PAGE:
In this chapter, Porras and Collins liken the longevity of a company to time telling and clock building. According to the authors, time telling is “having a great idea or being a charismatic visionary leader” and clock building is “building a company that can prosper far beyond the presence of any singer leader and through multiple product life cycles.” Porras and Collins explain the importance of building an organization’s “core value system” instead of relying on great product ideas, charismatic leaders, and paying too much attention to profit. They denounce the idea of charismatic leaders and explain the “great idea” myth by pointing out Bill Hewlett and Dave Packard’s ventures into non-electronic products and Masaru Ibuka’s Sony Corporations brainstorming sessions on which products to make after starting the company.
Chapter Three - More than Profits
In this chapter, Porras and Collins talk about how important it is to recognize that core ideology alone does not make a visionary company, since everything around you is always changing. In order to meet the demands of a changing world, companies “must be prepared to change everything about itself except its basic beliefs as it moves through corporate life.” According to the authors, companies must preserve its core ideology while allowing room for the manifestations of the core ideologies to change. This means product lines, profit strategies, cultural tactics, and organization structure can change – but a core ideology should not. “Preserving the core and stimulating progress” tactics are discussed.
Interlude – No “Tyranny of the Or” (Embrace the “Genius of the And”)
In this chapter, Porras and Collins make reference to their use of the yin/yang symbol from Chinese philosophy in order to explain the visionary mentality of not “oppressing themselves to the tyranny of the OR” – which means hell for those that cannot live with two contradictory ideas at the same time. According to the authors, inferior companies hold proclamations such as – “you can invest for the future or do well in the short-term” and “you can have low cost or high quality.” This limits companies to a short-minded frame of reference where there is only one choice, but not both. The authors ask readers to embrace both extremes and to figure out a way to have both choices. Visionary companies find ways to do well in the short-term and long-term, rather than sacrifice one for the other. They don’t look for a balance – rather, acquiring both to the max. The purpose of the yin/yang symbol is to illustrate this concept.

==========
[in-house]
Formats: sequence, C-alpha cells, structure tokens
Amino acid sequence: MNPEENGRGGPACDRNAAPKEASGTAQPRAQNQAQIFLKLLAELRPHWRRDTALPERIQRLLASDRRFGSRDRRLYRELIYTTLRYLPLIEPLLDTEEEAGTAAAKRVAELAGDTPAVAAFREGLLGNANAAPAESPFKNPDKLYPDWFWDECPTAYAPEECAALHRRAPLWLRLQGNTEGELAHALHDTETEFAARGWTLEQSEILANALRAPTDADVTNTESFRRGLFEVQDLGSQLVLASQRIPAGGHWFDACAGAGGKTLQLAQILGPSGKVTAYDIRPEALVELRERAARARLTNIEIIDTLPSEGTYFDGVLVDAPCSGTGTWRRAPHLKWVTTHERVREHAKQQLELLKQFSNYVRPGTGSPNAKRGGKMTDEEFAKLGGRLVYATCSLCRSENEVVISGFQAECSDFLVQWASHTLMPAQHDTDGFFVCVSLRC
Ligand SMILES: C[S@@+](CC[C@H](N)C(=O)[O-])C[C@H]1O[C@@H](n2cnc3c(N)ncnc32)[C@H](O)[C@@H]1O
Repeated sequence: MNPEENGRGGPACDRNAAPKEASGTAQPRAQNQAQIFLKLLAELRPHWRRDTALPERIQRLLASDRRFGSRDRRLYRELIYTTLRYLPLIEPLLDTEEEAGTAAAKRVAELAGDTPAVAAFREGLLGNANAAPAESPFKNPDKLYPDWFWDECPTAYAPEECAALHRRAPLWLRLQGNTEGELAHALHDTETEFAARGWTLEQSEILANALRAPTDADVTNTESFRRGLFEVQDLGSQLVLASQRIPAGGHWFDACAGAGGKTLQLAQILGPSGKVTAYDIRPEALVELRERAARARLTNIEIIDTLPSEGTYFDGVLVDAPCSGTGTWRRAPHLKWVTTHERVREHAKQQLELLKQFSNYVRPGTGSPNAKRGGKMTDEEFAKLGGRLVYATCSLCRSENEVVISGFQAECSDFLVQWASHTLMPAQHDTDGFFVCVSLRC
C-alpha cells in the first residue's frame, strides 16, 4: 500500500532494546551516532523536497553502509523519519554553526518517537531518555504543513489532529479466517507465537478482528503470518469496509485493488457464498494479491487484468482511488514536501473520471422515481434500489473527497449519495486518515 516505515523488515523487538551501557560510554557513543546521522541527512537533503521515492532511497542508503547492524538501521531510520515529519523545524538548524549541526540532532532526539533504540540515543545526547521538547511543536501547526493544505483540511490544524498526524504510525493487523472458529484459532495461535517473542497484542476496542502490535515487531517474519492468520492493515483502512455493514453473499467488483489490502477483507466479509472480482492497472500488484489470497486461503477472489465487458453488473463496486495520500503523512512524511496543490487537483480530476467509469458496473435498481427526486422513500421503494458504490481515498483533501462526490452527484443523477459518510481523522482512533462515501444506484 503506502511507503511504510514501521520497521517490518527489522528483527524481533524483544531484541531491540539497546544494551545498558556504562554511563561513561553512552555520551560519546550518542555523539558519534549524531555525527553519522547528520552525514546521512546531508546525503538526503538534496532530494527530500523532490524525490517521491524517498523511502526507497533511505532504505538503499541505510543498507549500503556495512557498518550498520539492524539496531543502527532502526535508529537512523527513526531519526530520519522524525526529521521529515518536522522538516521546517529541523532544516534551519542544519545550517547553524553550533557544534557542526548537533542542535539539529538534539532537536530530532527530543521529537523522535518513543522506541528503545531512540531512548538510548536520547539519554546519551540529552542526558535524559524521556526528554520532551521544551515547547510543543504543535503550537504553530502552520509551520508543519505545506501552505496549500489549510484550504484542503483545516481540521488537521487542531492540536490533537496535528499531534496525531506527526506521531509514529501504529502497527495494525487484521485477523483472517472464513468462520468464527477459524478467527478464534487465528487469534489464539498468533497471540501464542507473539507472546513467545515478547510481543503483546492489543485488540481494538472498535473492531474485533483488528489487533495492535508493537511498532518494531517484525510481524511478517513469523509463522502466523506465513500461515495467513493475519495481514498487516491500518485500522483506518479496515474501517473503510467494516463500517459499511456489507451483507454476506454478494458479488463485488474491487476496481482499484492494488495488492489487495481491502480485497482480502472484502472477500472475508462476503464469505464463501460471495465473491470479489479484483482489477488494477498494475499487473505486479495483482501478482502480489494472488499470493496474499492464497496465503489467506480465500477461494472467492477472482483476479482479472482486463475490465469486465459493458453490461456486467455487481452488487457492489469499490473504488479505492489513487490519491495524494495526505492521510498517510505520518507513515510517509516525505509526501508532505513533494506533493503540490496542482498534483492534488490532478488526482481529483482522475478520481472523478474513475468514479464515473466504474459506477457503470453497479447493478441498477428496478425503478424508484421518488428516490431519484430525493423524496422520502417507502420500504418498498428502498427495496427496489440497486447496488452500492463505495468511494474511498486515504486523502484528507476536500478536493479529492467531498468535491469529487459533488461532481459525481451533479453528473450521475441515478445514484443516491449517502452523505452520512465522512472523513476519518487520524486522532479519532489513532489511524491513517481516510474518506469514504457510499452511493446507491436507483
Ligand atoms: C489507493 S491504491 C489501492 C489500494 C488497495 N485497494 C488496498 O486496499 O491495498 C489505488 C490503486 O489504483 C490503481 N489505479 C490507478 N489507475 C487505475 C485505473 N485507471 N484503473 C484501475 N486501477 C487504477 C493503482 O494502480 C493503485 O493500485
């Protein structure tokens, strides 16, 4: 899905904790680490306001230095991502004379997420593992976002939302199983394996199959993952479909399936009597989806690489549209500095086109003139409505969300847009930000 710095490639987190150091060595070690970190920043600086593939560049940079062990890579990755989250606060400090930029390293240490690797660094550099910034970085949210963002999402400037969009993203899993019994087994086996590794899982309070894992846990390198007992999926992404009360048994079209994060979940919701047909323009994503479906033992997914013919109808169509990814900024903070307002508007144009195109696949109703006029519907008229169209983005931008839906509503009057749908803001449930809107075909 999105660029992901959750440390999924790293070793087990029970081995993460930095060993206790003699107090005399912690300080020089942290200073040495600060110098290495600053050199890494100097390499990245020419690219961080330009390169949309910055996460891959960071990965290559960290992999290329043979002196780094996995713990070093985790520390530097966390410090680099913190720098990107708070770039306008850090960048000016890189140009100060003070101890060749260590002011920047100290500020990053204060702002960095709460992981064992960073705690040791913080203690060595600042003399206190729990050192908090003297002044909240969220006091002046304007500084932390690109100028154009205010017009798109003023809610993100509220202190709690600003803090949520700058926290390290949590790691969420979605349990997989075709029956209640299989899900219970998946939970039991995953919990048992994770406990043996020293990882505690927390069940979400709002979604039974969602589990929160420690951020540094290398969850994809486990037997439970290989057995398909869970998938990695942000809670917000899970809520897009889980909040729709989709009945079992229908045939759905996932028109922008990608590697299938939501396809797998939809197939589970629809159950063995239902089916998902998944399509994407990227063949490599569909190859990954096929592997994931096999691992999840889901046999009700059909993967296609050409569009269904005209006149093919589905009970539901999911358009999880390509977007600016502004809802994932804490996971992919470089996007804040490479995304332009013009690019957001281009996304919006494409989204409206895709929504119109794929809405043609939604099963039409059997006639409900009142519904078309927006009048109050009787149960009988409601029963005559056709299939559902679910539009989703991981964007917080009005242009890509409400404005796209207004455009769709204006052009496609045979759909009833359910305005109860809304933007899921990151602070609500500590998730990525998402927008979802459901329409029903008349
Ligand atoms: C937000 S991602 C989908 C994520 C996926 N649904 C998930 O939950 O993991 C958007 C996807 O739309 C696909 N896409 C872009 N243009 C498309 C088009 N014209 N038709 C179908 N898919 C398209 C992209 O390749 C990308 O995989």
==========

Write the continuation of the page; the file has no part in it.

Chapter Four – Preserve the Core/Stimulate Progress
This chapter describes the ways companies should do business by being able to adapt and change over time in response to market conditions. Over time, competencies, strategies, and goals change but the core ideology must remain intact. One visionary company Porras and Collins use as an example of one preserving its core is Boeing and its fleet of 747 jumbo aircrafts. In the 1950s, Boeing ventured into new territory and took a gamble on building commercial airliners instead of sticking to military aircraft, which earned most of its profit. As a result, its rival Douglas Aircrafts was left in the dust.
Both authors sat that the drive for change in a visionary company is internal, where philosophy takes precedent over external forces like market conditions and profit motives to make them change. Visionary companies must have the confidence to set the “big hairy audacious goals” discussed in the next chapter. They also instill mechanisms in place to preserve the core and stimulate progress.
Chapter Five - Big Hairy Audacious Goals
Chapter 5 discusses a visionary company characteristic of taking risk and “setting super goals” as a hallmark for success. It starts off with Boeing’s pursuit of the commercial airline market in the 1950’s, which was underdeveloped and needing a major player for jet aircrafts. Unlike its rival Douglas Aircraft, who avoided entering the commercial market, Boeing took a gamble and developed a prototype for the commercial airliners used today.
This chapter introduces the “BHAG” concept as a way for companies to enhance team spirit and shooting for goals to become visionary. Porras and Collins describe BHAGs as nearly impossible, but possible with confidence and a bit of arrogance on behalf of the company. It stresses high commitment and working outside of a comfort zone. The Kennedy moon mission is also an example of a BHAG.
Chapter Six – Cult-like Cultures